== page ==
By now, I thought I’d be on my fifth Aston-Martin with the other four, starting with the DB-5, in my temperature controlled garage. I fell in love with that car when I sat in the Allerton Avenue movie theater in the Bronx and watched James Bond being cool above cool, ejecting bad guys out of the passenger seat.
Bond: “Ejector seat? You’re Joking!”
Q: “I never joke about my work, double oh seven.”
Well, apparently it was I who was joking. No Aston-Martins, yet. However, I did get to write books about other cool guys. Heroes, who are guided by an internal navigation, to do the right thing. Unlike Ian Fleming’s masterwork, Commander James Bond, my protagonists tend to be unwilling do-gooders. Usually thinking about something else when circumstances create the need for heroics or for good men and women to do something extraordinary.
It was a relatively short walk for Fleming to capture the essence of the confident hero, having gone through World War II as a British Naval Intelligence officer. If you know the Bond series, then you can see how much of it was based on his experiences, observations, and folklore of the very spy game of which he was a part.*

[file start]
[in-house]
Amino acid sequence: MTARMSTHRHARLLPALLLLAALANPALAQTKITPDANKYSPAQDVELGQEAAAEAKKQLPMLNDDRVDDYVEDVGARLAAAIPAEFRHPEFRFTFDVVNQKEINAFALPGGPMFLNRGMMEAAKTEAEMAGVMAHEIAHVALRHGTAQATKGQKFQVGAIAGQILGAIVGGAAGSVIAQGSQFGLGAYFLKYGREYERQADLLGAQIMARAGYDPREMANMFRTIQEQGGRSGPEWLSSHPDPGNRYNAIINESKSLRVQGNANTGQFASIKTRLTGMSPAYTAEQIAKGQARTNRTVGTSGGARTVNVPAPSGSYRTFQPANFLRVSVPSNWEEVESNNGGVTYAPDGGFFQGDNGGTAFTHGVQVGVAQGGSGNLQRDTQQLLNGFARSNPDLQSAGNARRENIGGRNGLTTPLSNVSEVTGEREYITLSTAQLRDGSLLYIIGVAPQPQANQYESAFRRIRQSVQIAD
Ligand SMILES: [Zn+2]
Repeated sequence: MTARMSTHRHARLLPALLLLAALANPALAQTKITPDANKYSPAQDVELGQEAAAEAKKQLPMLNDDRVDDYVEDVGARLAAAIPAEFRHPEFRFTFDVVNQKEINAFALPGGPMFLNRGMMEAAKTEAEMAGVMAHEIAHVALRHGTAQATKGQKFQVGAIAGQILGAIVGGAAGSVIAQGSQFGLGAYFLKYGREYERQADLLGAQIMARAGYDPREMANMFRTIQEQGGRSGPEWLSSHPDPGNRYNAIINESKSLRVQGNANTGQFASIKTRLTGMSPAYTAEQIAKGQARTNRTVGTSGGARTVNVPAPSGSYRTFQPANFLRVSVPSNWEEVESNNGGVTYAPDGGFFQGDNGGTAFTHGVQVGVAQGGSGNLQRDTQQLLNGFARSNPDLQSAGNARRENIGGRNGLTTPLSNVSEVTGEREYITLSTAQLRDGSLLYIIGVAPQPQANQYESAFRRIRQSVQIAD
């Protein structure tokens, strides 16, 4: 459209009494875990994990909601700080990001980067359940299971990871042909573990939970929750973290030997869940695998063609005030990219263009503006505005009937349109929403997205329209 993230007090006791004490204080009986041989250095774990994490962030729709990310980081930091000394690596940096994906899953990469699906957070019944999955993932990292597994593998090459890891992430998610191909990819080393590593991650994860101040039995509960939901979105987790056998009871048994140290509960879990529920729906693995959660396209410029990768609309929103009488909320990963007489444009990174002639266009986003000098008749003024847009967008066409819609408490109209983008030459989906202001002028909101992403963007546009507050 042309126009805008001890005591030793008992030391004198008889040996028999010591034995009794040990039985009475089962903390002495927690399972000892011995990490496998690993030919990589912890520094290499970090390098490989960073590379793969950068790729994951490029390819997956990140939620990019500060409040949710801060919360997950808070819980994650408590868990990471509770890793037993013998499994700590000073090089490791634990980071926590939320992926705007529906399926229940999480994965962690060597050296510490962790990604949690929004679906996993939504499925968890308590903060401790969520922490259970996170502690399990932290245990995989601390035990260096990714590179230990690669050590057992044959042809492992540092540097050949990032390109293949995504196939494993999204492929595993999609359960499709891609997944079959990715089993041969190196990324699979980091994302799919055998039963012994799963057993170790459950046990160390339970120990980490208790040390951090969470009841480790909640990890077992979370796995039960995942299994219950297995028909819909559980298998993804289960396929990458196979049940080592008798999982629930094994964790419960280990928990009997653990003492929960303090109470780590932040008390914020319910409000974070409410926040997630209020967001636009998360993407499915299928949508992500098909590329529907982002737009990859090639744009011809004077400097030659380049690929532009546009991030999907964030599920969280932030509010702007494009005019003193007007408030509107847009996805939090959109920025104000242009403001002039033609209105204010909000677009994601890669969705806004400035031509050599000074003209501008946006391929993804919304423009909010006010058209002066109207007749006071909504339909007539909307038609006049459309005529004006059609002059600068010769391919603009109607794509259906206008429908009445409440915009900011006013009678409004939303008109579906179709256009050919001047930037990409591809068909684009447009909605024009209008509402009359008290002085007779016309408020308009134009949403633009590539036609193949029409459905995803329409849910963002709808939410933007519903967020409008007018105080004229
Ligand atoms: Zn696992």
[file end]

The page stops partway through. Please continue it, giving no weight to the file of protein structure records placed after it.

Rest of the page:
This weekend we honor other reluctant heroes. Those who gave their lives in service to America. Sons, daughters, aunts, uncles, fathers and moms, who answered the call to defend America. They did so with courage, bravery, and unselfishness. We should all take a moment this Memorial Day weekend and say thank you to those who gave up the balance of their lives so that ours may continue in peace, freedom, and prosperity. Even if it’s only a little gesture, like before you take a sip of beer or coke or a soy latte, just give a little toast, even silently, to those who gave all, for all of us; from Lexington and Concord, to The Trenches, to Iwo Jima, to The Arden Forrest, to DaNang, to Fallujah and right up to yesterday.
Here’s mine: To all of America’s brave war dead, thank you for giving up what I couldn’t ever imagine, willingly risking; every tomorrow, every human experience yet to be had and every love, relationship and offspring you never got to experience. All the good times you missed and the laughs, satisfactions and good cries that could have been. We owe you a debt that can never be repaid but also never forgotten. Here’s to you and God Bless America.
*One last note on Fleming, I was lucky that the DB5 was set up as my dream car because Ian also wrote, and I could have locked in on, “Chitty Chitty Bang Bang.”